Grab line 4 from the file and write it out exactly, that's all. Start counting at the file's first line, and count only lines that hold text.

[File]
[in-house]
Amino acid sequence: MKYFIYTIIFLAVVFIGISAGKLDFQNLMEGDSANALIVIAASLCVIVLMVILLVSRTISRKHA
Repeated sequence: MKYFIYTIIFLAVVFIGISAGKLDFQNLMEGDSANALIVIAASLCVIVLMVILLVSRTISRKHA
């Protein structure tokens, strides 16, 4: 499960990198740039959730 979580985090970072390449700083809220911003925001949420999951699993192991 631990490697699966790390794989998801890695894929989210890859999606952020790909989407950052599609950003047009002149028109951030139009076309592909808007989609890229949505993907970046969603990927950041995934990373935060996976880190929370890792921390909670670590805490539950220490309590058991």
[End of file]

């Protein structure tokens, strides 16, 4: 499960990198740039959730 979580985090970072390449700083809220911003925001949420999951699993192991 631990490697699966790390794989998801890695894929989210890859999606952020790909989407950052599609950003047009002149028109951030139009076309592909808007989609890229949505993907970046969603990927950041995934990373935060996976880190929370890792921390909670670590805490539950220490309590058991």